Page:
After another spate of articles and speeches about the PCI DSS and why it is worthless, I thought it might be a good idea to explain why the PCI standards came to exist.
In 1999, Visa USA began to work on what became the Customer Information Security Program or CISP. The first official version of the CISP was issued in the summer of 2003 with Visa asking select merchants to comply with the CISP as soon as they could. The original impetus for the CISP was a response to increasing chargebacks that were the result of the fraudulent use of credit card accounts. An analysis of these chargebacks had started to paint a picture of merchant employees that were increasingly using their access to point of sale (POS) and accounting systems to obtain credit card numbers and then using those numbers to commit fraud.
As development on the CISP progressed, Visa USA also started to see increasing instances where an e-Commerce site had been compromised and the credit card information stored on the site had been taken by an attacker and then was fraudulently used. The reason these compromises had resulted in cardholder data being exposed was that application developers had used the same software design models for e-Commerce as those that were used by traditional POS. This resulted in cardholder data being stored in databases that faced the Internet.
A year or so after the start of Visa USA’s efforts, MasterCard International began development of the Site Data Protection (SDP) standard. Unlike the CISP, the SDP focused specifically on the security of e-Commerce sites. MasterCard had monitored the rising fraud rate related to the compromising of e-Commerce sites. Like Visa USA’s analysis, MasterCard’s analysis of the problem pointed to the fact that most e-Commerce sites were storing cardholder data in databases that faced the Internet and were not very well protected from compromise. As a result, MasterCard approached the problem with the SDP which specified a basic level of information and network security for e-Commerce Web sites.
As work progressed on the CISP and further statistics on security issues were gathered, Visa USA began to recognize that the on-line payment applications themselves were the biggest problem related to the compromising of cardholder data. As a result, Visa USA developed the Payment Application Best Practices (PABP) standard. The PABP was published in late 2004 with Visa USA encouraging software vendors to use it as a benchmark for securing their software.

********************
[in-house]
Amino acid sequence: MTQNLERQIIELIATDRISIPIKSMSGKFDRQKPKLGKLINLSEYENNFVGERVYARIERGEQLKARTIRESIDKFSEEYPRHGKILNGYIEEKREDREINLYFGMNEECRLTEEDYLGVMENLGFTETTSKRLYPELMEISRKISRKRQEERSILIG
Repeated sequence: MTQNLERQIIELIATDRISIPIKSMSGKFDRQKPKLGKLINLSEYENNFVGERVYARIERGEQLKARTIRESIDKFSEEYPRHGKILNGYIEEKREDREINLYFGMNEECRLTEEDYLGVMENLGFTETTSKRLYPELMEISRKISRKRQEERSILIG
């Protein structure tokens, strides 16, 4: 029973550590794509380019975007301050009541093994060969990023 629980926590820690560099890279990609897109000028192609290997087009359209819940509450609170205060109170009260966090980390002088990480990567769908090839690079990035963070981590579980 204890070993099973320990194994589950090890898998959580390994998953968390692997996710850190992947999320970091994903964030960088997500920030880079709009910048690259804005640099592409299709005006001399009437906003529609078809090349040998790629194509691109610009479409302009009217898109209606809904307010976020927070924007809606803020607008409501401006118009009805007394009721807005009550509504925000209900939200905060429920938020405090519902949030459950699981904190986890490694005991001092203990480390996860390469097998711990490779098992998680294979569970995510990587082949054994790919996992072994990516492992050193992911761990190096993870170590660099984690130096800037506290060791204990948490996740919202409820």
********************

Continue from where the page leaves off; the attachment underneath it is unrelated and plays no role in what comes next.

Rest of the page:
It has been suggested that the PCI standards were only developed to minimize the losses to the card brands and banks and do nothing for merchants. However, the PCI standards were meant to protect everyone in the transaction process. When a breach occurs, the first thing people remember is the name of the card brand(s) involved, the second name is likely the merchant or service provider and the third name is the franchisee if that is the case. The card brands, service providers and franchisers discovered that their reputations were highly at risk, even though it was typically the franchisee merchant that actually created the problem. Regardless of who caused the breach, the card brands further discovered that what people really remembered from breaches were the card brands’ names and everything else was forgotten. As a result, the card brands became determined to protect their brand names and reputations.
There was another recent suggestion that the PCI DSS was not needed because market forces would resolve the security issues inherent in the conducting of credit card transactions. The first problem with that idea is that most merchants and service providers are unconvinced that they are responsible for securing cardholder data, even after they might have suffered a breach. They believe that it is the card brands’ problem to secure cardholder data because the card brands are the ones that generate the cards. Unfortunately, the security of cardholder data is mostly outside of the control of the card brands, therefore the merchants and service providers need to be responsible for securing cardholder data as well. The second problem with that idea is that for every security “expert”, there are a corresponding number of security baselines. No one agrees on security, because everyone’s view is from their own perspective and the threats that they see or perceive. As a result, some organizations have very strong and strict security (e.g., banks for example), while others have only marginal security. The problem with this approach is that security is only as good as the weakest link in the chain. So those organizations that have weak security practices become targets against the entire process chain. As a result, in our interconnected world, that puts those organizations with strong security at risk if they are partners to those organizations that have weak security. As a result, the card brands recognized that a single standard baseline was needed just to provide a basis for a consistent foundation on which to build additional security.
So, that is how we got where we are today. Hopefully with this perspective you can now understand why the standards exist and their use in providing basic, essential security for cardholder data.